Friday, November 13, 2020

'Abion' by Mike Bartlett

13 November 2020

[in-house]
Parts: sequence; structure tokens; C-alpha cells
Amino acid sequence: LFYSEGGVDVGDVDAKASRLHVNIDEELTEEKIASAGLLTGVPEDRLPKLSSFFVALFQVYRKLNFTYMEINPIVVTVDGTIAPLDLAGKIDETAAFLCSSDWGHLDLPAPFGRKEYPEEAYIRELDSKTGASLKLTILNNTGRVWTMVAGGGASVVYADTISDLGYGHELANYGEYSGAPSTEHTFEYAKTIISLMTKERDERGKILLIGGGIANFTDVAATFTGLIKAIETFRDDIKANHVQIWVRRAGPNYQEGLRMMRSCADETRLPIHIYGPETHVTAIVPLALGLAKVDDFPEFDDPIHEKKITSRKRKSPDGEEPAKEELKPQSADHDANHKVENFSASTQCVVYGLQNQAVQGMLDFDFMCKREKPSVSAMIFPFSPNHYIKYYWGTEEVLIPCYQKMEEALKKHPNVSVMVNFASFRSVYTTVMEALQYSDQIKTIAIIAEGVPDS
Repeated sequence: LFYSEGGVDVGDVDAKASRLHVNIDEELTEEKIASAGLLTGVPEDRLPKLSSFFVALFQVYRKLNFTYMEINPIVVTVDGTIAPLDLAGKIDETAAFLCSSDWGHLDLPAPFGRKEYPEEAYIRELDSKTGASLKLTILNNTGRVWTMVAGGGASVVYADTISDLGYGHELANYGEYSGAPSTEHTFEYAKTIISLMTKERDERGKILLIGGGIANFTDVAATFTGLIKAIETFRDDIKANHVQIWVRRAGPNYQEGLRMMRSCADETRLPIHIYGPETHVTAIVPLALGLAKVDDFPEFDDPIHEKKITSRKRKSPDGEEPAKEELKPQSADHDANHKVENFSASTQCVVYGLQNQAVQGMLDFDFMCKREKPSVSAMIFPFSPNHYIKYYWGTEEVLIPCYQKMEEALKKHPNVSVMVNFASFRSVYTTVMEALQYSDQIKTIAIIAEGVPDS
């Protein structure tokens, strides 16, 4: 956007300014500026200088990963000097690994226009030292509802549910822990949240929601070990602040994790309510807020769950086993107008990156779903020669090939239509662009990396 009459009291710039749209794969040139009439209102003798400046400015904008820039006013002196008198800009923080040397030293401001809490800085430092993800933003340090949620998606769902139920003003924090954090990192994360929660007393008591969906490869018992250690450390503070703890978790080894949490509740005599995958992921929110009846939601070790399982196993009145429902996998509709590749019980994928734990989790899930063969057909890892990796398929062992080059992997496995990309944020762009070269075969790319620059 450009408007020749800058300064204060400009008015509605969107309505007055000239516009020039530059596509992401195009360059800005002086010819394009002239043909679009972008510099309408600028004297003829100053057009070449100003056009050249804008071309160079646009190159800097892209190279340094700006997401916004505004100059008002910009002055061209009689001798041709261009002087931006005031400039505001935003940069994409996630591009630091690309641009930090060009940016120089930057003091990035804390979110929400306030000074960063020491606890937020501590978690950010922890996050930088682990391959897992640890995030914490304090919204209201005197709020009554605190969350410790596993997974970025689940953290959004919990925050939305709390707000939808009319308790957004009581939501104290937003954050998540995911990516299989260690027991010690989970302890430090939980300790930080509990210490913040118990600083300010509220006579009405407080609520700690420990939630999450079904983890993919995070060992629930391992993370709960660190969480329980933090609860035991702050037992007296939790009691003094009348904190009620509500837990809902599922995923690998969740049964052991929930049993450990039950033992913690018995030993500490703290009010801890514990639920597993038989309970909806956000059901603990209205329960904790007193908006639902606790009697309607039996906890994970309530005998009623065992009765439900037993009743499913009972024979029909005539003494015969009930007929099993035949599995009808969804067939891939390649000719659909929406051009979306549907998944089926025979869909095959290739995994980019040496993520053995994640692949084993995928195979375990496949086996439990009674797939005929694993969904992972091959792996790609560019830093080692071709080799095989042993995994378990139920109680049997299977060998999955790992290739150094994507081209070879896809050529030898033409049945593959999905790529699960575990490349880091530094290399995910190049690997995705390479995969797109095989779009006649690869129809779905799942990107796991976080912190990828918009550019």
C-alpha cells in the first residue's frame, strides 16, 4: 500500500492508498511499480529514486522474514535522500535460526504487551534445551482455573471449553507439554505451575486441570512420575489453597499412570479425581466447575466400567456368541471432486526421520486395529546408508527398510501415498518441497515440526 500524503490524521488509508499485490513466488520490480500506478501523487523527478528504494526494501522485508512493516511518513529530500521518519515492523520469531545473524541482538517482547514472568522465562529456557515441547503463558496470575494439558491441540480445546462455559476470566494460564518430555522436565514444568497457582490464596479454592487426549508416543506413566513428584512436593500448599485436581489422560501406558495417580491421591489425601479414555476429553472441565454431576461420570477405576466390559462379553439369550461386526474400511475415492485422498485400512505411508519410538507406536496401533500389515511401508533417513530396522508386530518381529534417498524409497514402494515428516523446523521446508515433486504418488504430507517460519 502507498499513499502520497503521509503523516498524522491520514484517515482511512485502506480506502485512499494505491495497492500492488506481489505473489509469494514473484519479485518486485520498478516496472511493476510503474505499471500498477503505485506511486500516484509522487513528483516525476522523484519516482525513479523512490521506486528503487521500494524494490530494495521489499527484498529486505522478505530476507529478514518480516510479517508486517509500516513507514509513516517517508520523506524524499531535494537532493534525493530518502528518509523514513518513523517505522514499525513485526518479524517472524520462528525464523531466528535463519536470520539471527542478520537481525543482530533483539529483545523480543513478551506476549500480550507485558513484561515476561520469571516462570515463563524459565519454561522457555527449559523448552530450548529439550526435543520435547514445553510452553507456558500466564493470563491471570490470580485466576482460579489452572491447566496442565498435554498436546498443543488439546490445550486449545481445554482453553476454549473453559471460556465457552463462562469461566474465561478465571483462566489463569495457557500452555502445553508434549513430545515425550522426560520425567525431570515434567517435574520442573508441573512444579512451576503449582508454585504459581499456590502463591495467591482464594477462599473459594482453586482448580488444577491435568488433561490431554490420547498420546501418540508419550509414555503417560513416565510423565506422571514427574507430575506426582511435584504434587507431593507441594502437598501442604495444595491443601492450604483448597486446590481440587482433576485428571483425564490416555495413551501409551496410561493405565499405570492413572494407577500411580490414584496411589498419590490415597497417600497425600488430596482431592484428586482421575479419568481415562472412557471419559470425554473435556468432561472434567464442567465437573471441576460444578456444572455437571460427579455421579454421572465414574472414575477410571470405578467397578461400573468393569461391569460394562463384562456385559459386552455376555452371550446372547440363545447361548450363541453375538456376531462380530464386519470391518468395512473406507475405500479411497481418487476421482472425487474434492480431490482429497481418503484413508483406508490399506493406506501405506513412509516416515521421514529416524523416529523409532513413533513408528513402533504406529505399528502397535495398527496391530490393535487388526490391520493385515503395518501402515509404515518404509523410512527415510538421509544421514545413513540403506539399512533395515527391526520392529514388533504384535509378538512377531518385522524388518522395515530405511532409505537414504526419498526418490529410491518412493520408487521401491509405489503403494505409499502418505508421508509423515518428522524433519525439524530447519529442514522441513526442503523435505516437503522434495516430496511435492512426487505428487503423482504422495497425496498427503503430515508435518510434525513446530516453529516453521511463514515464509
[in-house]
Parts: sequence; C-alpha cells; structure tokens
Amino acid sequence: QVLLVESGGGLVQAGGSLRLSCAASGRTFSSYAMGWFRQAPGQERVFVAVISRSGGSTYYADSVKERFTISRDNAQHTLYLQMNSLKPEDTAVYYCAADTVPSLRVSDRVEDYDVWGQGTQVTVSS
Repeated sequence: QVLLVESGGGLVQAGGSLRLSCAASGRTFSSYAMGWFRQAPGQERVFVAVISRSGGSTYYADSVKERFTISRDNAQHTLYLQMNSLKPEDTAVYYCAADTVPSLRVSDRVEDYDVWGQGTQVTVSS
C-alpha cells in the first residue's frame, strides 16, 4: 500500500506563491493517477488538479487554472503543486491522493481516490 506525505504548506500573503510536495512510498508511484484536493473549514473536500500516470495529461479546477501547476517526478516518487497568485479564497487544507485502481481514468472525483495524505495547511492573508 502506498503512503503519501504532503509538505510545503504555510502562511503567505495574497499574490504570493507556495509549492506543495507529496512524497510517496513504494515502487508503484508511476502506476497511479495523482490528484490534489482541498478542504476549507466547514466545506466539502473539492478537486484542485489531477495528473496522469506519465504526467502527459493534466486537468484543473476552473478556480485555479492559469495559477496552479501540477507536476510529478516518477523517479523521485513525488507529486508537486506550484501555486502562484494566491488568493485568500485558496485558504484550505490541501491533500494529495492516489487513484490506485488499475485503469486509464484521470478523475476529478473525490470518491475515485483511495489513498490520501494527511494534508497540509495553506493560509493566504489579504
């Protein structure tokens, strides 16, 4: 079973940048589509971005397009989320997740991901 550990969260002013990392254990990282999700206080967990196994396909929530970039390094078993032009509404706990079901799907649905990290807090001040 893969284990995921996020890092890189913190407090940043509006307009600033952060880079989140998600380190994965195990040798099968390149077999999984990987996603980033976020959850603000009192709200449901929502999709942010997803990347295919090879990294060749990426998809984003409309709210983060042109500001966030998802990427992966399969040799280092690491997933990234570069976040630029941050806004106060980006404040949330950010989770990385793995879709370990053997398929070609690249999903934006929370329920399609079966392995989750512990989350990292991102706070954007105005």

Last weekend we finally got around to watching the live recording of Mike Bartlett’s play ‘Albion’, which was broadcast in the summer as part of the BBC’s Culture in Quarantine season. Mike Bartlett is a really interesting writer who explores a wide variety of dramatic formats and styles. He is perhaps best known for his TV dramas ‘Doctor Foster’ (written in the form of a Jacobean revenge tragedy) and its recent companion series ‘Life’, starring Victoria Hamilton. But I have also enjoyed his writing for the stage, including: ‘Charles III’– a modern Shakespearean history play, written entirely in blank verse (reviewed here in January 2015); ‘An Intervention’ – an unconventional two-hander looking at what happens when you hate your best friend (reviewed here in April 2014); and his contemporary version of ‘Medea’ by Euripides, starring Rachael Stirling (reviewed here in November 2012). ‘Albion’ is, as the title suggests, a state-of-the-nation play which uses the allegory of a very traditional English country garden to address issues raised by Brexit. In the Almeida Theatre production, directed by Rupert Goold, Victoria Hamilton plays a woman who has purchased her childhood home and plans to restore the garden to its original Victorian design. It can be enjoyed as a darkly comic family drama about personal grief, but you can also see the relationship between the family and the local community – now excluded from what had previously been a communal garden – as a commentary on the UK’s departure from the European Union. The action is all set in the garden and has the feel of an Alan Ayckbourn play but with underlying connections more reminiscent of Tom Stoppard. It takes on some unsettling themes but is also very funny, and brilliantly acted with a stunning central performance by Victoria Hamilton.

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